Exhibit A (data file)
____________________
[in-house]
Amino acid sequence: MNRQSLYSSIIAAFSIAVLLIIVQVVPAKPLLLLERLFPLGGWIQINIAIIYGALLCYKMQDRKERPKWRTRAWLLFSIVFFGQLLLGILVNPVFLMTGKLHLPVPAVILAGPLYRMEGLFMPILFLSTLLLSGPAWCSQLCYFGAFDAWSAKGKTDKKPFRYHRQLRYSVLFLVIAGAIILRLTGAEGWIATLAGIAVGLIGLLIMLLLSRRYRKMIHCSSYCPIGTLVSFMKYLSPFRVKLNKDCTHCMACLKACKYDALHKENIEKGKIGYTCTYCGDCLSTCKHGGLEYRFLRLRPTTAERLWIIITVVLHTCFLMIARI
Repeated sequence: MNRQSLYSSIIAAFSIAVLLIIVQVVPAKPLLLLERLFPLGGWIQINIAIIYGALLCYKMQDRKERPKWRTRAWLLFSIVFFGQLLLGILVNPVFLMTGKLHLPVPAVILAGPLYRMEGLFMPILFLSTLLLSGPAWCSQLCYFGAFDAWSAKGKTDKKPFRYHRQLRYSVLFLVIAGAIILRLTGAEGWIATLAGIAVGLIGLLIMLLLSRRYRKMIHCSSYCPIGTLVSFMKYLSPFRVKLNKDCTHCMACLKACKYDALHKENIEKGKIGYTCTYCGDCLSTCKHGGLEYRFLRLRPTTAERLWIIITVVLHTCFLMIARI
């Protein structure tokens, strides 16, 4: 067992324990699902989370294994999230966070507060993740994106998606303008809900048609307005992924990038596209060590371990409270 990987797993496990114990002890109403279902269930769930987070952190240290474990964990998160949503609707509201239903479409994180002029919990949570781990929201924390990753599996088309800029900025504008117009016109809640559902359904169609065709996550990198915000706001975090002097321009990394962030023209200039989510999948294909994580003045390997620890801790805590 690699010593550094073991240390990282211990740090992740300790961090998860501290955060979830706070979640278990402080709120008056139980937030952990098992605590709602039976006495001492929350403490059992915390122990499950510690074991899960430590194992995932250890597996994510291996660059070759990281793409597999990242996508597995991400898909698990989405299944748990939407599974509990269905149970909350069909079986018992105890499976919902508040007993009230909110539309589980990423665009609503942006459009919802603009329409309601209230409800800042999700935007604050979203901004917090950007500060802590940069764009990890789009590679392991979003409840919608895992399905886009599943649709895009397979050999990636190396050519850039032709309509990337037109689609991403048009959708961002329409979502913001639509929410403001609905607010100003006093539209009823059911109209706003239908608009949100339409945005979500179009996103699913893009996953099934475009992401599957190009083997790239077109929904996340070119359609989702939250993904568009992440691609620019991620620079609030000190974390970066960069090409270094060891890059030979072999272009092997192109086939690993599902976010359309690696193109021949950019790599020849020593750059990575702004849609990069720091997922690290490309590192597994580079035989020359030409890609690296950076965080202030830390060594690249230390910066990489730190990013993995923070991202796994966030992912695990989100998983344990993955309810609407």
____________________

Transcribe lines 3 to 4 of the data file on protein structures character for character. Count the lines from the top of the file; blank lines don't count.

Repeated sequence: MNRQSLYSSIIAAFSIAVLLIIVQVVPAKPLLLLERLFPLGGWIQINIAIIYGALLCYKMQDRKERPKWRTRAWLLFSIVFFGQLLLGILVNPVFLMTGKLHLPVPAVILAGPLYRMEGLFMPILFLSTLLLSGPAWCSQLCYFGAFDAWSAKGKTDKKPFRYHRQLRYSVLFLVIAGAIILRLTGAEGWIATLAGIAVGLIGLLIMLLLSRRYRKMIHCSSYCPIGTLVSFMKYLSPFRVKLNKDCTHCMACLKACKYDALHKENIEKGKIGYTCTYCGDCLSTCKHGGLEYRFLRLRPTTAERLWIIITVVLHTCFLMIARI
């Protein structure tokens, strides 16, 4: 067992324990699902989370294994999230966070507060993740994106998606303008809900048609307005992924990038596209060590371990409270 990987797993496990114990002890109403279902269930769930987070952190240290474990964990998160949503609707509201239903479409994180002029919990949570781990929201924390990753599996088309800029900025504008117009016109809640559902359904169609065709996550990198915000706001975090002097321009990394962030023209200039989510999948294909994580003045390997620890801790805590 690699010593550094073991240390990282211990740090992740300790961090998860501290955060979830706070979640278990402080709120008056139980937030952990098992605590709602039976006495001492929350403490059992915390122990499950510690074991899960430590194992995932250890597996994510291996660059070759990281793409597999990242996508597995991400898909698990989405299944748990939407599974509990269905149970909350069909079986018992105890499976919902508040007993009230909110539309589980990423665009609503942006459009919802603009329409309601209230409800800042999700935007604050979203901004917090950007500060802590940069764009990890789009590679392991979003409840919608895992399905886009599943649709895009397979050999990636190396050519850039032709309509990337037109689609991403048009959708961002329409979502913001639509929410403001609905607010100003006093539209009823059911109209706003239908608009949100339409945005979500179009996103699913893009996953099934475009992401599957190009083997790239077109929904996340070119359609989702939250993904568009992440691609620019991620620079609030000190974390970066960069090409270094060891890059030979072999272009092997192109086939690993599902976010359309690696193109021949950019790599020849020593750059990575702004849609990069720091997922690290490309590192597994580079035989020359030409890609690296950076965080202030830390060594690249230390910066990489730190990013993995923070991202796994966030992912695990989100998983344990993955309810609407």